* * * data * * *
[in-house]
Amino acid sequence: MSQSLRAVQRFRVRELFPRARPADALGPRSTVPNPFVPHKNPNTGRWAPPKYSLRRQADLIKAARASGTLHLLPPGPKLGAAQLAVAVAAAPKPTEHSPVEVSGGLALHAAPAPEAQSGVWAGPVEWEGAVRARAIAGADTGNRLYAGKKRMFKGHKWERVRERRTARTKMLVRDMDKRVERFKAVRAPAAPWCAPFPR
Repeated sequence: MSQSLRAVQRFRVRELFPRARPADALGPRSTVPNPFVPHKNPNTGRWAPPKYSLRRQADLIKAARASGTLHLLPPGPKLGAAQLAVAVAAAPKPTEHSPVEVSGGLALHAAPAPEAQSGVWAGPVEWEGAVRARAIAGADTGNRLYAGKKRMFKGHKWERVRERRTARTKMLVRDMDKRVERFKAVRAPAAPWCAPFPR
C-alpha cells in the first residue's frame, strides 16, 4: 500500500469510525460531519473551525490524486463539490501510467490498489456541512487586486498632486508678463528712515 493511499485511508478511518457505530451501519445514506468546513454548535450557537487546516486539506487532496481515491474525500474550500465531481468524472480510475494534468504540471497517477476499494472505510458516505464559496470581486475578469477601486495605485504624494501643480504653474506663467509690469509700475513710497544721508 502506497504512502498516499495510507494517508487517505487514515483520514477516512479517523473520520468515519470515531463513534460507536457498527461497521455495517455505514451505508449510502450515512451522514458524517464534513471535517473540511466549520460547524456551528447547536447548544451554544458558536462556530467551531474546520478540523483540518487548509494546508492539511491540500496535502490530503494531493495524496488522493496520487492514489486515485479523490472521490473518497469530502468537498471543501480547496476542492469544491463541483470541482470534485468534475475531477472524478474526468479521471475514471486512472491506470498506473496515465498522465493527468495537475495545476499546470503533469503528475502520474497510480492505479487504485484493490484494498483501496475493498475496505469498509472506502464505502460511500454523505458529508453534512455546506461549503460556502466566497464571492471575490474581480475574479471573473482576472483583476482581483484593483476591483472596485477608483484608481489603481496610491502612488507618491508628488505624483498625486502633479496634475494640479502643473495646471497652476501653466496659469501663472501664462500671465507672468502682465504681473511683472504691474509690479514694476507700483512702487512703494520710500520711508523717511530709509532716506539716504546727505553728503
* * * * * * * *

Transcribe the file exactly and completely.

[in-house]
Amino acid sequence: MSQSLRAVQRFRVRELFPRARPADALGPRSTVPNPFVPHKNPNTGRWAPPKYSLRRQADLIKAARASGTLHLLPPGPKLGAAQLAVAVAAAPKPTEHSPVEVSGGLALHAAPAPEAQSGVWAGPVEWEGAVRARAIAGADTGNRLYAGKKRMFKGHKWERVRERRTARTKMLVRDMDKRVERFKAVRAPAAPWCAPFPR
Repeated sequence: MSQSLRAVQRFRVRELFPRARPADALGPRSTVPNPFVPHKNPNTGRWAPPKYSLRRQADLIKAARASGTLHLLPPGPKLGAAQLAVAVAAAPKPTEHSPVEVSGGLALHAAPAPEAQSGVWAGPVEWEGAVRARAIAGADTGNRLYAGKKRMFKGHKWERVRERRTARTKMLVRDMDKRVERFKAVRAPAAPWCAPFPR
C-alpha cells in the first residue's frame, strides 16, 4: 500500500469510525460531519473551525490524486463539490501510467490498489456541512487586486498632486508678463528712515 493511499485511508478511518457505530451501519445514506468546513454548535450557537487546516486539506487532496481515491474525500474550500465531481468524472480510475494534468504540471497517477476499494472505510458516505464559496470581486475578469477601486495605485504624494501643480504653474506663467509690469509700475513710497544721508 502506497504512502498516499495510507494517508487517505487514515483520514477516512479517523473520520468515519470515531463513534460507536457498527461497521455495517455505514451505508449510502450515512451522514458524517464534513471535517473540511466549520460547524456551528447547536447548544451554544458558536462556530467551531474546520478540523483540518487548509494546508492539511491540500496535502490530503494531493495524496488522493496520487492514489486515485479523490472521490473518497469530502468537498471543501480547496476542492469544491463541483470541482470534485468534475475531477472524478474526468479521471475514471486512472491506470498506473496515465498522465493527468495537475495545476499546470503533469503528475502520474497510480492505479487504485484493490484494498483501496475493498475496505469498509472506502464505502460511500454523505458529508453534512455546506461549503460556502466566497464571492471575490474581480475574479471573473482576472483583476482581483484593483476591483472596485477608483484608481489603481496610491502612488507618491508628488505624483498625486502633479496634475494640479502643473495646471497652476501653466496659469501663472501664462500671465507672468502682465504681473511683472504691474509690479514694476507700483512702487512703494520710500520711508523717511530709509532716506539716504546727505553728503